This post is coauthored by Josh Levy, historian of science and technology, and Jackie Katz, 2022 Albert Einstein Fellow. It is one in a series on teaching scientific literacy using primary sources related to pseudoscience
What’s the difference between science and pseudoscience? The designation of a discipline as a science indicates that it involves the study of observable, natural phenomena that can be better understood through tests that produce consistent and predictable results. The findings of these tests must always be considered tentative. If any of the above tenets are absent, the research is pseudoscientific.
Geomancy is a practice of seeking knowledge of future events by creating and then interpreting a random series of lines and dots, either in the sand, dirt, or on paper. It has been documented in some form in cultures across the world since the Middle Ages.
Challenge students to define geomancy by exploring images from historic texts about the subject. To prime student thinking, prompt them to explore the similarities and differences in the images, paying special attention to any patterns that they notice.
Be sure to note any inferences that the students raise while observing the sources, especially if those inferences are tied to assumptions students are making about the creators of the source. For example, if students assign a location to a certain source, ask them “why” they have come to that conclusion.
Using the lists of similarities and differences, ask students to define geomancy; students can use the sentence stem “I think ____ because _____.” Once students have their preliminary ideas, provide them with a bit of context about each of the sources:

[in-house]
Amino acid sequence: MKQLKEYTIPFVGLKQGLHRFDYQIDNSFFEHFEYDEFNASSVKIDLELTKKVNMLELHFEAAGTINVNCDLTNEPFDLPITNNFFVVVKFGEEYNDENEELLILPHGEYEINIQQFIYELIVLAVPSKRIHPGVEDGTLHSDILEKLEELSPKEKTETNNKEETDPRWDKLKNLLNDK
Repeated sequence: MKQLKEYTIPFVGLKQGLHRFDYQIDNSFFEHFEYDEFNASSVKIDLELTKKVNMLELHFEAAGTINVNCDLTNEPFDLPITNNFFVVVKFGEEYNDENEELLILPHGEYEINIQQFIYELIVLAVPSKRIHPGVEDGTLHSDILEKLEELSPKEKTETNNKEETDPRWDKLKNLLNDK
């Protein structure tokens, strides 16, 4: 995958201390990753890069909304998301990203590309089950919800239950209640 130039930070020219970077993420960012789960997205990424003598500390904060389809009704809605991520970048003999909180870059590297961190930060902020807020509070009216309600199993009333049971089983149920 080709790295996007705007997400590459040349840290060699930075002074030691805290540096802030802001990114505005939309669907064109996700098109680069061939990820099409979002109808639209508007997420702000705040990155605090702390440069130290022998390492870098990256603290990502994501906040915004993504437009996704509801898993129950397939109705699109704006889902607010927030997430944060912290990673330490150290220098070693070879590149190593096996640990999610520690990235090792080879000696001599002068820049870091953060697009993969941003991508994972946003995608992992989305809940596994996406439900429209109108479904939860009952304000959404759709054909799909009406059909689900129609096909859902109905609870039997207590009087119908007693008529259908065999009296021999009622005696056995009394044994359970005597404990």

- Figure 1 is an illustration from the book “The Metaphysical, Physical, and Technical History of Both the Greater and Lesser Cosmos,” written by the English physician Robert Fludd and published in 1617. In England, geomancers (practitioners of geomancy) typically sketched lines in the sand to answer the questions of the patron.
- Figure 2 is from a “treatise on geomancy” that was published in India in 1886; the text surrounding the image is written in Persian. In India, the practice of geomancy has been infused into the fields of architecture and design.
Students can also observe the table organized by Henry Cornelius Agrippa in his “Fourth Book of Occult Philosophy.” A multitalented physician, philosopher, lawyer, soldier and occultist, Agrippa lived in present-day Germany from 1486 to 1535. Many of his writings seem to tie these fields together to help explain “magic,” which Agrippa considered to be a comprehensive way of knowing. Ask students to update their thinking about the definition of geomancy based on the new evidence and complete the sentence stem, “I used to think ____, but now I think ____ because ________.”
Have students share their thinking with the class by reading their completed sentence stems. Compare the students’ definitions of geomancy to that provided at the beginning of the post. Ask students how they used the sources provided to construct their definition, did they use patterns or similarities? Once students share their process, ask if they note any commonalities between their process and the one utilized by geomancers? Scientists? What might these common habits of mind say about pseudoscientific fields, such as geomancy?
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